Results of this study revealed that transfer lifts are consistently utilized in the home by the parent participants and/or by other caregivers to transfer the adult child with a disability.  In this study, there was a variety of usage patterns; there were parent participants who reported the lift is used for every transfer with their adult child with a disability while other participants reported that the lift is only used for some of the transfers through the day.  In every case, however, all parent participants reported the transfer lift positively impacted the caregiving experience and both they and their adult child with a disability benefitted from having it in the home

The distress reported by parent participants in this study was primarily focused on fear of their child or themselves being harmed during physical lifting transfers before they had the lift assistive technology in the home.  Parent participants rated this concern high on the Caregiver Assistive Technology Outcome Measure and made statements related to this concern more than any other topic during the interview.  In addition to emotional stress, parent participants in this study also discussed significant concern related to the physical load of lifting their adult child with a disability for transfers over the years.  Parent participants described having pain or strain that was either caused by or exacerbated by their caregiving activities.  This reported level of physical stress was less than the emotional stress experienced by parent caregivers, but it was significant as it was discussed by every participant in this study. 

Due to the mechanical features of transfer lift technology, a high level of safety is inherent and the physical effort required for transfers is significantly reduced compared to transfers using physical lifting.  The parent participants in this study related significantly reduced levels of emotional stress and physical strain after acquiring the transfer lift assistive technology in their home.  Findings showed that having the transfer lift in the home provided peace of mind to parent participants, and this change is best expressed by one participant as, "the physical load and the associated emotional concerns that are inherent within that, have greatly, have just, just gone away, they have decreased and the sense of security has greatly increased."

There were two disadvantages of transfer lifts reported by a small number of parent participants.  Two parents described the increased amount of time needed when using the transfer lift.  Results reported in the study by Shepherd et al. (2007) showed similar findings that use of the lift required an increased amount of time.  In addition, three parents reported difficulties associated with positioning the sling before and after transferring which created an extra step.  However, neither of these disadvantages detracted from the value of having the transfer lift in the home.  Each parent participant that expressed one of these drawbacks also reported that use of the transfer was essential at times due to the increased safety factor.  The benefits of using the transfer lift outweighed any disadvantages.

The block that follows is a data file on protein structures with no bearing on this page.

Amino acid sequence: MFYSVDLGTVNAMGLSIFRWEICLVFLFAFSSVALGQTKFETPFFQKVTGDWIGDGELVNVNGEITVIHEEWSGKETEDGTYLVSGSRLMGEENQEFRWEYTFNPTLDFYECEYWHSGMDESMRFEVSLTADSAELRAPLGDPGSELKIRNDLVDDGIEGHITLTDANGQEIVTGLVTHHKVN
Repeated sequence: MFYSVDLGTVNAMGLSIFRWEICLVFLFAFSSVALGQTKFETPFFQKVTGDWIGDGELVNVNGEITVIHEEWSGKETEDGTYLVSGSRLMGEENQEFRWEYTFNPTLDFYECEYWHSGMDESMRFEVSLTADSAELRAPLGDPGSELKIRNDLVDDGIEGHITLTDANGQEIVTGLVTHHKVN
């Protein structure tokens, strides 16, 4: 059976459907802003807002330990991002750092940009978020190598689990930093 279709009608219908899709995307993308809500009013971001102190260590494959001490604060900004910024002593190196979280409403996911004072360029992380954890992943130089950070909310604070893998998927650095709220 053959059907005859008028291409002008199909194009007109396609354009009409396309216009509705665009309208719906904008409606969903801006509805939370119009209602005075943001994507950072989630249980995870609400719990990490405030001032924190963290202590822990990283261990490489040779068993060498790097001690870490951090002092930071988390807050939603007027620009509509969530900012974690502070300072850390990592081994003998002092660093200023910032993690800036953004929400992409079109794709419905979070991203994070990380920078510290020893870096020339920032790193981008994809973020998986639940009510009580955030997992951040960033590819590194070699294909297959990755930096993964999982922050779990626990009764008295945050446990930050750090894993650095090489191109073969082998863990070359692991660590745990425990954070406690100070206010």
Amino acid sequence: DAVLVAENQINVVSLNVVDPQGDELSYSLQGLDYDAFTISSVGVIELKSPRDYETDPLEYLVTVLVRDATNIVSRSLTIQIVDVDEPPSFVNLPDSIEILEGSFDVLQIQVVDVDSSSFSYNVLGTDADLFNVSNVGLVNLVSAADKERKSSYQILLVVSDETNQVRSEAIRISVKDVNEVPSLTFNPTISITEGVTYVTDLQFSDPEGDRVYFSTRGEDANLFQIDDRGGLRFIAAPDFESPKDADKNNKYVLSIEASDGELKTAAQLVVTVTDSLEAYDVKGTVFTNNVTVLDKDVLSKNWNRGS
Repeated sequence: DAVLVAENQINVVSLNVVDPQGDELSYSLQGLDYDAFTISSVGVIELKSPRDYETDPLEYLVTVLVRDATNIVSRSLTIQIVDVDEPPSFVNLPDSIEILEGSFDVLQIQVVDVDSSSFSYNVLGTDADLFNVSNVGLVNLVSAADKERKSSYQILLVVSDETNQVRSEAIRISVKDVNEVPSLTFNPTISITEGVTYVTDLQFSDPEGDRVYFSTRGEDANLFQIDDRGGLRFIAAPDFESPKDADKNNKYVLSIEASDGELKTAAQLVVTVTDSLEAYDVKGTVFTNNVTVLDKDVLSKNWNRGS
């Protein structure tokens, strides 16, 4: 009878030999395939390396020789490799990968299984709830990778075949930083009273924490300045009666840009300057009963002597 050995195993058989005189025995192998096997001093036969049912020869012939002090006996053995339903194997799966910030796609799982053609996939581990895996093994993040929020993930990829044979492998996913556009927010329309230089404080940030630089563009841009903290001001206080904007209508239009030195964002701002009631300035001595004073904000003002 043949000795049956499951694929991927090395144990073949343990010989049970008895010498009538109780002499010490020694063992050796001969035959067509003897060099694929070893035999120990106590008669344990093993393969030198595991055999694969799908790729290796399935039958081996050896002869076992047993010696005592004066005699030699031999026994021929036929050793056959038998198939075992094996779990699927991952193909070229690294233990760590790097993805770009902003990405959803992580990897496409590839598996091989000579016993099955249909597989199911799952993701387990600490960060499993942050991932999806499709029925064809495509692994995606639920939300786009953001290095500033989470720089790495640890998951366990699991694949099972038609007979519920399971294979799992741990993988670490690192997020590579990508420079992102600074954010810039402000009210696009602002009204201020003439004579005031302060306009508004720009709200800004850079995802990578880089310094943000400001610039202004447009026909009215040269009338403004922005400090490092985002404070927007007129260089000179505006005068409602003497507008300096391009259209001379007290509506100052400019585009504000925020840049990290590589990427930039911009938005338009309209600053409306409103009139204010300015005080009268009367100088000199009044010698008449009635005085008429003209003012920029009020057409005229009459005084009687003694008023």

This research showed transfer lifts are highly effective in reducing both the physical and emotional load associated with transfer activities for the aging parent caregivers.  Though the sample size was small, specific advantages and disadvantages emerged from the findings.  These results provide clinicians a foundation on which to base discussions when assisting an individual with a disability, and their families, to acquire a transfer lift for use in their home.  Further study is important to address transfer lift features, the user's perspective on transfer lift AT and to gain perceptions from a wider sample of parent caregivers.


  1.  Mertens, D. M. Research and evaluation in education and psychology: Integrating diversity with quantitative, qualitative, and mixed methods . 3rd ed. Thousand Oaks, CA: Sage Publications; 2010.
  2. Mortenson, W. B., Demers, L., Fuhrer, M. J., Jutai, J. W., Lenker, J., & DeRuyter, F. (2013). Effects of an assistive technology intervention on older adults with disabilities and their informal caregivers: An exploratory randomized controlled trial. American Journal of Physical Medicine & Rehabilitation / Association of Academic Physiatrists, 92(4), 297-306.
  3. Mortenson, W. B., Demers, L., Fuhrer, M. J., Jutai, J. W., Lenker, J., & DeRuyter, F. (2015). Development and preliminary evaluation of the caregiver assistive technology outcome measure. Journal of Rehabilitation Medicine, 47(5), 412-418. `
  4. Rushton, P. W., Labbé, D., Demers, L., Miller, W. C., Mortenson, W. B., & Kirby, R. L. (2017). Understanding the Burden experienced by caregivers of older adults who use a powered wheelchair: A cross-sectional study. Gerontology and Geriatric Medicine, (3), 1-8.